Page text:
What you are seeing in the photo above is a center pivot irrigation system. These systems are not as efficient as drip irrigation but more efficient than wheel lines, flood irrigation and other common irrigation systems.

In most western river basins irrigated agriculture consumes 80% to 90% of all water used during the summer dry season.  Irrigation engineers and a new report by the Pacific Institute tell us that we can reduce water demand significantly by investing in irrigation efficiency. That would more than address the current excess of demand over supply and make new dams and reservoirs unnecessary. The project in the photo above, however, actually results in MORE not LESS water use during the critical late summer and fall salmon migration season. Here’s how a prohject that was supposed to result in less water use actually results in more use:

The center pivot irrigation system in the photo does not replace but rather augments a flood irrigation system. In the first case the water used is groundwater; in the case of flood irrigation the water comes through a ditch and is diverted from a salmon stream.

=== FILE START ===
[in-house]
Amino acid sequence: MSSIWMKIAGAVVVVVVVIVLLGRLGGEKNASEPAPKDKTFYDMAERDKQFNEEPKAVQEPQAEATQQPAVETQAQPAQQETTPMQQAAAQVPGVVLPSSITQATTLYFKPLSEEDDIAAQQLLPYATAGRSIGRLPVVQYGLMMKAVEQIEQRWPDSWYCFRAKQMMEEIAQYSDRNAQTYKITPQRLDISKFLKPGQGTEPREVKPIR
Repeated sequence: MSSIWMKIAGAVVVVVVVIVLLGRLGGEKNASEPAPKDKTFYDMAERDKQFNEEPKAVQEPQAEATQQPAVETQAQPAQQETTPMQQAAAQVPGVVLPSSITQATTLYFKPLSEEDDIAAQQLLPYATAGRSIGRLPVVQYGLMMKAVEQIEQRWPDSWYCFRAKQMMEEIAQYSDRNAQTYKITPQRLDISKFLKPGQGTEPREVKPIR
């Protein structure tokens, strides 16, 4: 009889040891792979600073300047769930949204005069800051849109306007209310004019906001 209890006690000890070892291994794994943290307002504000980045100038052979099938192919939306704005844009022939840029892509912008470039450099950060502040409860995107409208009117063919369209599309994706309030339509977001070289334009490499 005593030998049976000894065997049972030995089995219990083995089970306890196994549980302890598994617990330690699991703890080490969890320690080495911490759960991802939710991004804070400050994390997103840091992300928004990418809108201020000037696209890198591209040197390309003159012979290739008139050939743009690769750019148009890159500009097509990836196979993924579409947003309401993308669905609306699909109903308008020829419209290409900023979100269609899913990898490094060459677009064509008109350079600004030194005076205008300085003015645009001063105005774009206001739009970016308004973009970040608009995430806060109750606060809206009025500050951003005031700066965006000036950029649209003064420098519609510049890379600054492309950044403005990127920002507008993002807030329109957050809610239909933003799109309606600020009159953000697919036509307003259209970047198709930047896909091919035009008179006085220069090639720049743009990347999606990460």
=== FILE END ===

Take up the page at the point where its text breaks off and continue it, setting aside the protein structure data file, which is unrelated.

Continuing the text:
The idea behind the project is to replace inefficient flood irrigation with the much more efficient center pivot system. But in this case the irrigation ditch went dry with the end of snowpack. This occurs here in July or early August. Prior to the expensive new center pivot system installation, irrigation would end on this parcel when the ditch went dry. Now, however, the rancher can switch to the center pivot well system and pump groundwater through the rest of the growing season.

This might still increase streamflow IF the groundwater pumped was not closely connected to surface flow. But in this case groundwater and streamflow are closely interconnected.  When groundwater and surface flow are closely connected excessive groundwater pumping directly reduces stream flow or totally dewaters nearby streams. Ultimately most groundwater is connected to surface flow if only remotely.

Below is a photo of one of the many streams in the Scott River Valley which are dewatered as a result of excessive water diversion and groundwater pumping. Groundwater pumping is, for the most part, not regulated in California.